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OKR Essentials – Simplified Performance Management


Most professionals interested in performance management must have heard by now about a new hip approach – Objectives and Key Results (OKRs). So, what is it all about? Why is everyone so mesmerized by this new system?

Some may argue that the OKR format became popular because companies with strong brands, such as Google or LinkedIn, credit their success to OKRs. Some might say that it is just another, more flexible, way of working with KPIs.

Others claim that OKRs are simply operational measures, while KPIs reflect the achievement of the strategy. However, supporters of the system state that OKRs represent a tool to create a link between the vision and the reality of an organization.

So, as we can see, there are many ways of interpreting them, but what is the truth behind OKRs and how did they become so popular? Do they really bring superior benefits to organizations compared to other performance management systems or are they used simply because KPIs are starting to be too “mainstream” and the field needed something new?

Timeline of OKR Popularity


Source: Author’s compilation based on “Step to step guide to OKRs”

OKR components

Objectives and Key Results is a goal-setting methodology deriving from Management by Objectives, which tries to simplify the concept of performance management. The main goal of this approach is to be easy to use, flexible and answers 3 main questions:

  1. Where do I want to go?
  2. How will I know I’m getting there?
  3. What will I do when I arrive?


Source: Author’s compilation

Business Improvement through OKRs

OKRs are there to better serve fast-changing, agile businesses and environments, given that this system requires regular updates and feedback, as well as employs a smaller time span for changing objectives or key results.

The main changes an OKR-focused system brings are in relation to the following:

  1. The achievement of our actions or of what we want to do is supposed to be stretched (60-70% achievable) and set quarterly.

In other words, the OKR methodology encourages employees and organizations to set inspirational, challenging, higher-risk objectives, not just operational ones.

The purpose is to strive to do more, which is why a lower achievement than 100% is considered good. The number of objectives is limited to a maximum 5 to ensure employees are focusing on the most important work for one quarter at a time.

  1. Everyone should be involved in the OKR-setting process and employees should be responsible for creating their own OKRs.

This automatically creates more empowerment and accountability for the value their job brings. The process of empowering employees to think outside the box, and allowing them to take risks, will result in higher employee engagement.

By not just focusing on day-to-day activities and taking part in a more creative process, your workforce will be able to generate increased levels of innovation as well.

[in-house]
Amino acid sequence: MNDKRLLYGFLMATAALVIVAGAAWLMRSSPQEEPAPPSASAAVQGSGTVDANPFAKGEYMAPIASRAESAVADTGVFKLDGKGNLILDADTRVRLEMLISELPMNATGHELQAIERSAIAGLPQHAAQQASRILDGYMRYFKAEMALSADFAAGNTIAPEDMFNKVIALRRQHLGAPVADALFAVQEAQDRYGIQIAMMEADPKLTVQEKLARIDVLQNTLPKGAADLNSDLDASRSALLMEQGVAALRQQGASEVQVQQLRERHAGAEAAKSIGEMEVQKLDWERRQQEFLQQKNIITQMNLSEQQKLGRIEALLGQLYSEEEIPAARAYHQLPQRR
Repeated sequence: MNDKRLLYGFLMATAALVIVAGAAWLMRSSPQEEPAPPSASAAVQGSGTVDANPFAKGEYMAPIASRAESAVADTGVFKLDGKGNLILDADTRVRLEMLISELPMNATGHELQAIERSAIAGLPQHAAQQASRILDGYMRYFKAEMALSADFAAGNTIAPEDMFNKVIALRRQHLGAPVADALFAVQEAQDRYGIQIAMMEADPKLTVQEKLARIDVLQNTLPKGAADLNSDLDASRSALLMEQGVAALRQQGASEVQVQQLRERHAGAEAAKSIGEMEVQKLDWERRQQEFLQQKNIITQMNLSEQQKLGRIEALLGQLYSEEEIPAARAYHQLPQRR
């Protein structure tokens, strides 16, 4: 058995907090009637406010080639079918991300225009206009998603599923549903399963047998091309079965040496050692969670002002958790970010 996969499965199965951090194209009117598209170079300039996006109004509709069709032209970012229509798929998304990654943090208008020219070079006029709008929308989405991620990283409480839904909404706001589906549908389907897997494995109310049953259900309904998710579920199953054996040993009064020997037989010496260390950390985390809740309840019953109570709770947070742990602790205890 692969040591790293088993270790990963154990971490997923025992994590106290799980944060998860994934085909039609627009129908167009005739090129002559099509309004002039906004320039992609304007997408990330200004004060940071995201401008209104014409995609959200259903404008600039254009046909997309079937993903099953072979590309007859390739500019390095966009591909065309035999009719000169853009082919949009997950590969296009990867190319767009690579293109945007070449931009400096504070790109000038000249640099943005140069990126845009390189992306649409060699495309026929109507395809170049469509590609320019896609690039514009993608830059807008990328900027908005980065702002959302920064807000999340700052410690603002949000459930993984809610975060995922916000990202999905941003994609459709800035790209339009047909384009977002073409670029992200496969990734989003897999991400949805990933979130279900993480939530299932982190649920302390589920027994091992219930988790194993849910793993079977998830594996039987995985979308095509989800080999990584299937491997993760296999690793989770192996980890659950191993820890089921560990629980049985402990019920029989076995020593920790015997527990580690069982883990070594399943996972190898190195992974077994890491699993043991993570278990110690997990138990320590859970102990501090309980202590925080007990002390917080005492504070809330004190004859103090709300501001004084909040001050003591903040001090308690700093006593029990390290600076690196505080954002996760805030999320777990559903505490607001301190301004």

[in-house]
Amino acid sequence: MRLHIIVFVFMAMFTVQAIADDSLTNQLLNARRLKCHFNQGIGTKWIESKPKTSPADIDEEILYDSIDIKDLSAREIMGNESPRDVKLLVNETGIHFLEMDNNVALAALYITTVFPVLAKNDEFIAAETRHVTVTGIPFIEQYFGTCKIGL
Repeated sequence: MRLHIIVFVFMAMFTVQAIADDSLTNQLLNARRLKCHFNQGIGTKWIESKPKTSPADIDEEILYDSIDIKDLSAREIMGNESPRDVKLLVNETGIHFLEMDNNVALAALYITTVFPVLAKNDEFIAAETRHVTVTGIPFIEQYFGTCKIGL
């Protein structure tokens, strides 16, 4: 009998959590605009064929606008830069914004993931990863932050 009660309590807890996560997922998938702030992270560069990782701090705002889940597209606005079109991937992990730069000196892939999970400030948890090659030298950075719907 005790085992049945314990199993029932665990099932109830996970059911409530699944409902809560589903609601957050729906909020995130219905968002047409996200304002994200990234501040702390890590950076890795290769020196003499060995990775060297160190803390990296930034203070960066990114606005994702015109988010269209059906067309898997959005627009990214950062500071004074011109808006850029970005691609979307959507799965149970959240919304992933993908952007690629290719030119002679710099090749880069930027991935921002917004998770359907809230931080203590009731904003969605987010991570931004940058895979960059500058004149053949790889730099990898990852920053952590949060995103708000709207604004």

1. Value creation. The theory says Key Results should focus on the impact of activities, not measure the result of the tasks.

Setting Key Results that trigger going the extra mile for each employee will create even more value for the entire organization, which will allow it to go even further than planned.

  1. Objectives and Key Results should focus on alignment, not cascading.

When setting their own OKRs, employees should take into consideration they own responsibilities, the strategic direction, the already-established OKRs or the management’s aspirations in the organizational context.

It is recommended that an employee’s OKRs are actionable by that person, so it’s harder to assign OKRs or create a set of general OKRs for a position.

  1. Given that OKRs are set quarterly and designed to stimulate constant communication, this tool offers more flexibility that the others.

It allows fast changes through weekly or biweekly progress checks and makes sure that the focal point is reconsidered each quarter.

OKRs – changing organizational cultures

However, after all is said and done, we have to remember that the main change OKRs bring is cultural.

  • Instead of only giving employees objectives and KPIs, employees should understand the strategy, in order to be able to align their OKRs to the strategy or the management’s.
  • Instead of being given the measures of their performance, employees are involved in setting the focus of their quarterly work.
  • Instead of measuring the performance of the employees based only on what they have to do, employees are measured based on the value they bring and are offered the flexibility to work on innovative ideas, which might in return bring a lot of benefits to the organizations.
  • Instead of linking performance with rewards and making sure employees do what they need to do because of incentives, organizations try to engage employees, to make them part of the vision.

As we can see, when implementing Objectives and Key Results, the process feels a lot more back-and-forth than other management methods.

On the one hand, managers play a key role since they need to challenge their employees to consider the value they bring to the organization, as well as offer them support and stimulate regular communication on their OKRs’ status.

On the other, employees represent an equivalent key player, since they need to set their OKRs and be honest with themselves in the process, trying to set challenging OKRs and be willing to go the extra mile.

This article is part of an ongoing series that will feature practical tips and tricks we’ve learned while implementing the OKR system within various organizations.

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KPIs in a complex world: Can they describe everything?
Performance Management: Less Theory, More Practice

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